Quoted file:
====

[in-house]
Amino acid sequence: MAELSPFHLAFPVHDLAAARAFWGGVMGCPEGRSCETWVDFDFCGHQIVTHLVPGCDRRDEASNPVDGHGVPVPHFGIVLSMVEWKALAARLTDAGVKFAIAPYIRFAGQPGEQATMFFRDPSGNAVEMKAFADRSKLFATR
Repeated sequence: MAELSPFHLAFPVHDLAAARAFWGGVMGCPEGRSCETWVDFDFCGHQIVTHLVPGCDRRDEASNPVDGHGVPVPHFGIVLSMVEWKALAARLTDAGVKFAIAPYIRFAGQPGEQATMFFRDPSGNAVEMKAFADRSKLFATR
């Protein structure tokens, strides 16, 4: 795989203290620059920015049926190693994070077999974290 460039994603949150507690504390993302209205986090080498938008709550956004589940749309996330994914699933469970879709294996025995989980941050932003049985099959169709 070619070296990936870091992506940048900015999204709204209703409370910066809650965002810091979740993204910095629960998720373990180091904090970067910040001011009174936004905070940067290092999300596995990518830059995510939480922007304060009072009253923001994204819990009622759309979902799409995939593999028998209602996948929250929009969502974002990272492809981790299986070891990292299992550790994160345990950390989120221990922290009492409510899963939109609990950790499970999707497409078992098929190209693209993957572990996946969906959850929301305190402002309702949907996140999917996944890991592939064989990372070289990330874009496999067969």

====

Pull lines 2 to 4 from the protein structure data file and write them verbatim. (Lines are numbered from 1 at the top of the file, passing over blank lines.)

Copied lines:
Amino acid sequence: MAELSPFHLAFPVHDLAAARAFWGGVMGCPEGRSCETWVDFDFCGHQIVTHLVPGCDRRDEASNPVDGHGVPVPHFGIVLSMVEWKALAARLTDAGVKFAIAPYIRFAGQPGEQATMFFRDPSGNAVEMKAFADRSKLFATR
Repeated sequence: MAELSPFHLAFPVHDLAAARAFWGGVMGCPEGRSCETWVDFDFCGHQIVTHLVPGCDRRDEASNPVDGHGVPVPHFGIVLSMVEWKALAARLTDAGVKFAIAPYIRFAGQPGEQATMFFRDPSGNAVEMKAFADRSKLFATR
């Protein structure tokens, strides 16, 4: 795989203290620059920015049926190693994070077999974290 460039994603949150507690504390993302209205986090080498938008709550956004589940749309996330994914699933469970879709294996025995989980941050932003049985099959169709 070619070296990936870091992506940048900015999204709204209703409370910066809650965002810091979740993204910095629960998720373990180091904090970067910040001011009174936004905070940067290092999300596995990518830059995510939480922007304060009072009253923001994204819990009622759309979902799409995939593999028998209602996948929250929009969502974002990272492809981790299986070891990292299992550790994160345990950390989120221990922290009492409510899963939109609990950790499970999707497409078992098929190209693209993957572990996946969906959850929301305190402002309702949907996140999917996944890991592939064989990372070289990330874009496999067969």